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Salman: I don't want to make depressing films for my fans

Last updated on: January 8, 2010 14:11 IST

'I don't want to make depressing films for my fans'

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Syed Firdaus Ashraf in Mumbai

Salman Khan gave one of the biggest hits of 2009 with Wanted. It almost made us forget his next two duds -- Main Aurr Mrs Khanna and London Dreams.

Now with the new year comes new releases. January 22 will see Salman in Veer, a movie written by the actor himself. It is loosely based on Russian author Nikolai Gogol's novel, Taras Bulba.

Salman plays a warrior Veer of the Pindhari tribe, who rebels against the British rule.

He tells Syed Firdaus Ashraf what to expect from the film.

Veer looks like a dream project for you.

I will always praise my film till the time my fans criticise it. You never know what will work or what will not. Sometimes a film works and sometimes it doesn't. There is no formula. It is not that I have written this film so it has to work. I will only know after January 22.

 


Image: A scene from Veer

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'There is emotion, drama and comedy in Veer'

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What research did you do?

Lots. But this is not a regular period film. There is emotion, drama and comedy in Veer, something which is missing in many period films. Usually, period films are bereft of laughter and romance. But we have tried to be different here. The language has completely changed. We have done a number of things to make the film more contemporary. 

Why did you choose a period drama?

I wanted to show how people in those days lived. How they honoured their commitments. When they are enemies with someone, it continued through the generations. The same with love. And when they give you their word, they will do anything to keep it, even if it meant that their children will have to fulfill them.

How close is the film to Taras Bulba?

The thought was there. Pindharis are like the Cossacks [Cossacks were among Russia's greatest military assets]. The Britishers called them [Pindharis] barbarians though all they wanted was freedom. I have given an Indian flavour to the story.


Image: A scene from Veer

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'There's no pressure on me for Veer to succeed'

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Idiots has become a massive hit. Is there pressure on you for Veer to succeed?

There's no pressure at all. If the film is good, it will work. If it is not, it will not.

Is it true that you fought with director Anil Sharma on the sets?

Yes, we fought a lot. We had a tough time. But these fights were not personal; they were more creative differences. He wanted his way while I wanted mine. Nevertheless, the end product is very good. The look of the film should impress the people. If it convinces the people then it will work from the first frame. We haven't compromised on the budget.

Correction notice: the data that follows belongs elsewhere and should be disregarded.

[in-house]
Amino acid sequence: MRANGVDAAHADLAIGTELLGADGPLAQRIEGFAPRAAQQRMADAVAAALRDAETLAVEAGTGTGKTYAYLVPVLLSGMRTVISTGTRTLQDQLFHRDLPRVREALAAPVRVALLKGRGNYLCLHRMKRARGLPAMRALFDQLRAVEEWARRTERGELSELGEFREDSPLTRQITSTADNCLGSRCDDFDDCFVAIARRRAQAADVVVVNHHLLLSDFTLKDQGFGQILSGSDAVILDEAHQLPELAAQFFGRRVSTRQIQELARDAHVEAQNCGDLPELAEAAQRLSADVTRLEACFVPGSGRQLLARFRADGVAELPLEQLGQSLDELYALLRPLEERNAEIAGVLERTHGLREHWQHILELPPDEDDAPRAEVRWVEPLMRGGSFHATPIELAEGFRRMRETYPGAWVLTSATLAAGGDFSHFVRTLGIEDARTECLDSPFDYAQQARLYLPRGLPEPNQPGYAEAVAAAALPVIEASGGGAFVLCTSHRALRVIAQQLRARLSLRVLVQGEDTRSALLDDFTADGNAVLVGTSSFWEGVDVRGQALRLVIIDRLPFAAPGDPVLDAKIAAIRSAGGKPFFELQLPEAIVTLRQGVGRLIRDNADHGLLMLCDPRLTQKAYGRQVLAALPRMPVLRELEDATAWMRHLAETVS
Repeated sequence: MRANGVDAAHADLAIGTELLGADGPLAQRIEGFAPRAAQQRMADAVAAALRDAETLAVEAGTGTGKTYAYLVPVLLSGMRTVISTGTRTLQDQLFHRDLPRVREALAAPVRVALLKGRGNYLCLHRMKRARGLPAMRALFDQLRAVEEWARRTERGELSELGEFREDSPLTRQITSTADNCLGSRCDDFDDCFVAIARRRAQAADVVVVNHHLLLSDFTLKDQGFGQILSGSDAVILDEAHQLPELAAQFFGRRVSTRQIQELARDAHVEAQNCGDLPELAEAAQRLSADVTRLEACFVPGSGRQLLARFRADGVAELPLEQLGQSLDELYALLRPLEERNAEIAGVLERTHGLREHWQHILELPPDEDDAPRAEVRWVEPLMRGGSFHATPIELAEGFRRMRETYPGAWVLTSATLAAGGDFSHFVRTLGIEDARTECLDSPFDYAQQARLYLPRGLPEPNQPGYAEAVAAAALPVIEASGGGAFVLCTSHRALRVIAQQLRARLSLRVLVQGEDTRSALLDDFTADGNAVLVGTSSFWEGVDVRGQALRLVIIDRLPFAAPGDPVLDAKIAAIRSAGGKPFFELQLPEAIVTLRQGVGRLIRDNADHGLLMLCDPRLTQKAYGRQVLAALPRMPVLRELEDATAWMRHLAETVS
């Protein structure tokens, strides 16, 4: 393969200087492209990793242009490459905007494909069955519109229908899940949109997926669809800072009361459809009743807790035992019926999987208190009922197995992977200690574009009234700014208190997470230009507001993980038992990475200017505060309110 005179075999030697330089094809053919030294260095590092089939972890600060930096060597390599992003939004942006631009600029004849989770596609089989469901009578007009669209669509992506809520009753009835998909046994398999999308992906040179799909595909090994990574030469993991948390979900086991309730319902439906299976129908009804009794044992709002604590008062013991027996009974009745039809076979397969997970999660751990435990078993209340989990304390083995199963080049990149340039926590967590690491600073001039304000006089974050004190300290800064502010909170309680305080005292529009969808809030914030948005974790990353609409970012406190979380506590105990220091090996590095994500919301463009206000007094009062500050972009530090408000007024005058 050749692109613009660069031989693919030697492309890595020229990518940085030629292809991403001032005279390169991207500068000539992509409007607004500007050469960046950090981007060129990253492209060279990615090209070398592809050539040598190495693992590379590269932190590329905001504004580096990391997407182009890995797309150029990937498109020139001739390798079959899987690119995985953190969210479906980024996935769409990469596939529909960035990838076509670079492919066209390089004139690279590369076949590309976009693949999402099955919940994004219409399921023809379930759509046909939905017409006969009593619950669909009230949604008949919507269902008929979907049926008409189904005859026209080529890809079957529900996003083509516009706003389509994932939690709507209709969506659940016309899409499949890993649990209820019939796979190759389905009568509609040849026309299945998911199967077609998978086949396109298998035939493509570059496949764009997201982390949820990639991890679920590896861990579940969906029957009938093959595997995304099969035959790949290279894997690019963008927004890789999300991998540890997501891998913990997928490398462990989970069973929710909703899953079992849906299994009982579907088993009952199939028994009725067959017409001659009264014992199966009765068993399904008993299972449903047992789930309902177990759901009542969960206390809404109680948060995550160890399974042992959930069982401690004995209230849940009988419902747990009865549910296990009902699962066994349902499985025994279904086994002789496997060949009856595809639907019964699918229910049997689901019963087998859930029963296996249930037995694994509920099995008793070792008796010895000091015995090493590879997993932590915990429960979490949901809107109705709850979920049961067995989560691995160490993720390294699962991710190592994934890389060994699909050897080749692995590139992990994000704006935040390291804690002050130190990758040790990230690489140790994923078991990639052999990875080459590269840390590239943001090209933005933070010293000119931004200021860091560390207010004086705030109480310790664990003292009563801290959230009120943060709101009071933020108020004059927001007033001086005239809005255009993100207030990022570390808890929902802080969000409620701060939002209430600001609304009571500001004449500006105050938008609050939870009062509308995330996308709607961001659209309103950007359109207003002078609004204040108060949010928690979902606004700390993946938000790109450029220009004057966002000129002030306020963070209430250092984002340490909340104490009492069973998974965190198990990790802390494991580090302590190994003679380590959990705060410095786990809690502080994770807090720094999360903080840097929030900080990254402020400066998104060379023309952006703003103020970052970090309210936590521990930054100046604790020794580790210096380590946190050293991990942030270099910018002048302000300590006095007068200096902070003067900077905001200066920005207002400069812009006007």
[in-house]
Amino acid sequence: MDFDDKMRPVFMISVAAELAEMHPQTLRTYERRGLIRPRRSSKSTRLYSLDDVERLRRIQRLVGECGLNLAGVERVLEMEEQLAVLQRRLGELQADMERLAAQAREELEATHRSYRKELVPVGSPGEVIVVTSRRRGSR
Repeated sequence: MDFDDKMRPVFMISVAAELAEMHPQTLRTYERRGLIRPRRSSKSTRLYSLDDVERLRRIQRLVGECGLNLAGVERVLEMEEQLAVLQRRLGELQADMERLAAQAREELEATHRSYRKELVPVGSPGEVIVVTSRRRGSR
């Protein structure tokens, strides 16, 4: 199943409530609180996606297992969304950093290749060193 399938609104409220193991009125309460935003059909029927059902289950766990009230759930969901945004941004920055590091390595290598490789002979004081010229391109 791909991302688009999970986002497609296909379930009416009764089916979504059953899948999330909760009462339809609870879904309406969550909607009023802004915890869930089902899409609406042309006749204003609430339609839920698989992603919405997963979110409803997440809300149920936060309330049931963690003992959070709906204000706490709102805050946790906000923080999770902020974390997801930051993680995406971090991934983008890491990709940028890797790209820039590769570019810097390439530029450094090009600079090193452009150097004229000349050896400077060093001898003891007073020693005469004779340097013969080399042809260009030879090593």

Your earlier period film Suryavanshi did not work...

There were a lot of compromises while making that film.

Who is Veer in today's time?

There are many Veers today. If you live in Mumbai, you are veer. You see whatever is happening. If you go to the Taj or the Oberoi then you are Veer [referring to the 26/11 attacks].

Wanted had hit dialogues like 'Main ek baar commitment kar leta hoon toh phir khud ki bhi nahi sunta.' Do you have such dialogues in Veer too?

Yes, there are lots. Sample this: 'Jahan se pakdta hoon, paanch saair gosht nikal deta hoon.'


Image: A scene from Veer

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'Had London Dreams been shorter, it would have been a great film'

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Do you feel your fans love you more in action films because Wanted worked?

Family films and comedies work too. I try to balance my work. I want to entertain my fans and audiences. I don't want to make depressing films for them.

But your other films Main Aurr Mrs Khanna and London Dreams flopped...

London Dreams was a good film but it was too long. I told Vipul Shah [director] to cut it but he did not listen to me. Just because some friends say, 'Saaru Che, Saaru Che' (it's fine, it's fine), he went ahead. After five days, he did cut 25 minutes but it was too late. Had London Dreams been shorter, it would have been a great film. If I am getting bored with my own film, you can't blame the audience if they get bored too.

Are you apprehensive of the box office fate of your films?

My die-hard fans will see my film on Friday, Saturday and Sunday. After that, the film speaks for itself.


Image: A scene from Veer

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'I don't see the resemblance between Katrina and Zarine'

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Why did you cast a newcomer like Zarine Khan in the film?

We needed a fresh look, therefore we decided on her. We needed someone with the yesteryear look.

She looks a lot like Katrina Kaif...

Did you feel that?

I think that is because Katrina and Zarine have the same skin tone.

I never felt that (they look similar). If anybody has to see a resemblance, then it has to be me, na? But I don't see the resemblance.

Moving on, it looks like you have become a fan of Mithun's. After all you did cast him in Lucky...

I will tell you an interesting story. I call Mithun, Mithunda, but his children call him Mithun. They called him Mithun in front of me. That is the same relationship that we share in the film. Moreover, I have known him for a long time. He was my father's friend.

You wrote Baaghi, came up with the idea for Chandramukhi and now Veer. Did you show your writer dad (Salim Khan) the script of Veer?

Yes. He said, 'accha hai (it's good).'


Image: A scene from Veer

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